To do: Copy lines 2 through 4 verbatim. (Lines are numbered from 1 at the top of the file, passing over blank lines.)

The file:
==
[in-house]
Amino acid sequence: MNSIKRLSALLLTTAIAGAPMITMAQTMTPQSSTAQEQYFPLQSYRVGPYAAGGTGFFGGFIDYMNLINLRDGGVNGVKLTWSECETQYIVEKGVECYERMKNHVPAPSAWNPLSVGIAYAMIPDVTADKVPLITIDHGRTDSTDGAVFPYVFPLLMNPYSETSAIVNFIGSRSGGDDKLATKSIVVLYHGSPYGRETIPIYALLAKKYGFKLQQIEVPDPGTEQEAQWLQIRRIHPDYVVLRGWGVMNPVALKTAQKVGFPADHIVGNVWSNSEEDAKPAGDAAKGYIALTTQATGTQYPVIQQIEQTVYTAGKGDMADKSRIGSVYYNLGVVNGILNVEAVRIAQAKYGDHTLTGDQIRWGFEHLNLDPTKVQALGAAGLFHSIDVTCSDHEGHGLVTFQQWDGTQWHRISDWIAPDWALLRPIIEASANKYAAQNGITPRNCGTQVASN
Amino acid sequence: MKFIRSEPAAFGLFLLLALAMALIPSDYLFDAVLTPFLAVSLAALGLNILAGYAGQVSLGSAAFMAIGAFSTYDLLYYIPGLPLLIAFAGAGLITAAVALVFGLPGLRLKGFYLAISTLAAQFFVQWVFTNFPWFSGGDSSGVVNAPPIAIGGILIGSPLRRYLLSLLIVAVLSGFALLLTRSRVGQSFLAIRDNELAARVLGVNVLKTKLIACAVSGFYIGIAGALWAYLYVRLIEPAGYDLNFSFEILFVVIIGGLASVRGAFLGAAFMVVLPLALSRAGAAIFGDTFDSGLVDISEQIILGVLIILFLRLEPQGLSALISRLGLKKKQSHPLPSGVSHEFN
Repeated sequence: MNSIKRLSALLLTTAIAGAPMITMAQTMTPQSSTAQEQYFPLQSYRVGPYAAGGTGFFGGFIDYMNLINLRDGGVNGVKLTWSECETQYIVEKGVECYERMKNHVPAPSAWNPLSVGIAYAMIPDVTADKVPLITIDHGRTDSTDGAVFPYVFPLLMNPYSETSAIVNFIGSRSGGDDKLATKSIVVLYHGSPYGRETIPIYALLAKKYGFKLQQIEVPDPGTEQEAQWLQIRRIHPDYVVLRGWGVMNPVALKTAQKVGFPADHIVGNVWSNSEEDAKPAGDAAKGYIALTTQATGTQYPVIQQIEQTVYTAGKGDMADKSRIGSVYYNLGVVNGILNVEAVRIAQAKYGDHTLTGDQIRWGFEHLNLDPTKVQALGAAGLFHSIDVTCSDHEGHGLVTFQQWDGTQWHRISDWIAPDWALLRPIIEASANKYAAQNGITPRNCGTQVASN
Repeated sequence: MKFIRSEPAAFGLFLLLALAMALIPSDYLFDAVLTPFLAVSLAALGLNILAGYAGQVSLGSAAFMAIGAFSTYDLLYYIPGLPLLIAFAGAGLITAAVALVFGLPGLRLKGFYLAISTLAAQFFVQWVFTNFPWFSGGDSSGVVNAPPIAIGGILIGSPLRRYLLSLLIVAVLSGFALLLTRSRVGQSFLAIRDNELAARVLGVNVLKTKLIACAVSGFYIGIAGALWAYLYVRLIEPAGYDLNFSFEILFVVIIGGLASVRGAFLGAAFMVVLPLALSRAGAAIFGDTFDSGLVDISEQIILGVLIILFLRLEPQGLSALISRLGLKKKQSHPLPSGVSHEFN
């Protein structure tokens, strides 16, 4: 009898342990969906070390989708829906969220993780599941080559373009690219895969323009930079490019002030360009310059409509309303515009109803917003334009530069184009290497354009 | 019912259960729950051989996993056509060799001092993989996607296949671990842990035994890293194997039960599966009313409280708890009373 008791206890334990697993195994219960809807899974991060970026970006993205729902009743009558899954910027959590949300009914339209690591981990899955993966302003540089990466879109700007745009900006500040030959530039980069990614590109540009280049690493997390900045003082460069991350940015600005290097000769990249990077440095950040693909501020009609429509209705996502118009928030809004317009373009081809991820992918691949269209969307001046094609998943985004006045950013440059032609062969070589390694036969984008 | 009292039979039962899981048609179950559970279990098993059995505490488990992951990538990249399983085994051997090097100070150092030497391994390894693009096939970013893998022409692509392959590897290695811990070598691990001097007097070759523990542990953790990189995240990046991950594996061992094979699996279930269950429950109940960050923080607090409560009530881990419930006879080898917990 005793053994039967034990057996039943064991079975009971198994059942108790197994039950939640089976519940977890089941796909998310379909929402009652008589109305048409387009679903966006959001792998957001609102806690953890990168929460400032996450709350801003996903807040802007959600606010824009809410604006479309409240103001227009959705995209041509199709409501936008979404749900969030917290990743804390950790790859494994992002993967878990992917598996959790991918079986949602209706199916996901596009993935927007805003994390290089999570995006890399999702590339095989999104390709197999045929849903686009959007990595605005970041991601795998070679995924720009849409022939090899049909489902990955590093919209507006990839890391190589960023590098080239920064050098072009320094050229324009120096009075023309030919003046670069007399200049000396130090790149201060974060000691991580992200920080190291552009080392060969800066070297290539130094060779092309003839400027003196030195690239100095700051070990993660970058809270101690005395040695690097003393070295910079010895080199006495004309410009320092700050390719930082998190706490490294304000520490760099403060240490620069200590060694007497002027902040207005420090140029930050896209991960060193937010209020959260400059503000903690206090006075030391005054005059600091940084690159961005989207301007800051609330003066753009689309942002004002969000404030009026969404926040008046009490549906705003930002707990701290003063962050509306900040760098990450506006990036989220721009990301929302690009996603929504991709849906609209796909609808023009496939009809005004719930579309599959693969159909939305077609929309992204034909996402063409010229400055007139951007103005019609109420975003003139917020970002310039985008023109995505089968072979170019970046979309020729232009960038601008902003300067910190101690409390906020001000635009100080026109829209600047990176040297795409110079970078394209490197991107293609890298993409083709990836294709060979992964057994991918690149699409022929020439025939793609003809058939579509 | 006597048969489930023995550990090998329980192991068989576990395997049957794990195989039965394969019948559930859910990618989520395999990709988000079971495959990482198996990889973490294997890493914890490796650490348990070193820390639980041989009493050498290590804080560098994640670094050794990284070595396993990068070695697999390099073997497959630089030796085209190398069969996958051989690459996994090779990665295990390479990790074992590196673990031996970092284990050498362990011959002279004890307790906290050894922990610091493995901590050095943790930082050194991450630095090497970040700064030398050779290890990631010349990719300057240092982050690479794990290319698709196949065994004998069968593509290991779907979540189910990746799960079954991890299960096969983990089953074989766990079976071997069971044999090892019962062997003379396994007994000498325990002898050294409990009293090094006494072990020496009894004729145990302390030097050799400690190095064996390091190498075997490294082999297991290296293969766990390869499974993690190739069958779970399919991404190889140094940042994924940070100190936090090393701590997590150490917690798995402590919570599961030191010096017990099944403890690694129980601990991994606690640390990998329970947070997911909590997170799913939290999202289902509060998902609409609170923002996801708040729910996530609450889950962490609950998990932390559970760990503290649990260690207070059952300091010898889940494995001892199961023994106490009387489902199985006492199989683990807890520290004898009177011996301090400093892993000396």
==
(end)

Amino acid sequence: MNSIKRLSALLLTTAIAGAPMITMAQTMTPQSSTAQEQYFPLQSYRVGPYAAGGTGFFGGFIDYMNLINLRDGGVNGVKLTWSECETQYIVEKGVECYERMKNHVPAPSAWNPLSVGIAYAMIPDVTADKVPLITIDHGRTDSTDGAVFPYVFPLLMNPYSETSAIVNFIGSRSGGDDKLATKSIVVLYHGSPYGRETIPIYALLAKKYGFKLQQIEVPDPGTEQEAQWLQIRRIHPDYVVLRGWGVMNPVALKTAQKVGFPADHIVGNVWSNSEEDAKPAGDAAKGYIALTTQATGTQYPVIQQIEQTVYTAGKGDMADKSRIGSVYYNLGVVNGILNVEAVRIAQAKYGDHTLTGDQIRWGFEHLNLDPTKVQALGAAGLFHSIDVTCSDHEGHGLVTFQQWDGTQWHRISDWIAPDWALLRPIIEASANKYAAQNGITPRNCGTQVASN
Amino acid sequence: MKFIRSEPAAFGLFLLLALAMALIPSDYLFDAVLTPFLAVSLAALGLNILAGYAGQVSLGSAAFMAIGAFSTYDLLYYIPGLPLLIAFAGAGLITAAVALVFGLPGLRLKGFYLAISTLAAQFFVQWVFTNFPWFSGGDSSGVVNAPPIAIGGILIGSPLRRYLLSLLIVAVLSGFALLLTRSRVGQSFLAIRDNELAARVLGVNVLKTKLIACAVSGFYIGIAGALWAYLYVRLIEPAGYDLNFSFEILFVVIIGGLASVRGAFLGAAFMVVLPLALSRAGAAIFGDTFDSGLVDISEQIILGVLIILFLRLEPQGLSALISRLGLKKKQSHPLPSGVSHEFN
Repeated sequence: MNSIKRLSALLLTTAIAGAPMITMAQTMTPQSSTAQEQYFPLQSYRVGPYAAGGTGFFGGFIDYMNLINLRDGGVNGVKLTWSECETQYIVEKGVECYERMKNHVPAPSAWNPLSVGIAYAMIPDVTADKVPLITIDHGRTDSTDGAVFPYVFPLLMNPYSETSAIVNFIGSRSGGDDKLATKSIVVLYHGSPYGRETIPIYALLAKKYGFKLQQIEVPDPGTEQEAQWLQIRRIHPDYVVLRGWGVMNPVALKTAQKVGFPADHIVGNVWSNSEEDAKPAGDAAKGYIALTTQATGTQYPVIQQIEQTVYTAGKGDMADKSRIGSVYYNLGVVNGILNVEAVRIAQAKYGDHTLTGDQIRWGFEHLNLDPTKVQALGAAGLFHSIDVTCSDHEGHGLVTFQQWDGTQWHRISDWIAPDWALLRPIIEASANKYAAQNGITPRNCGTQVASN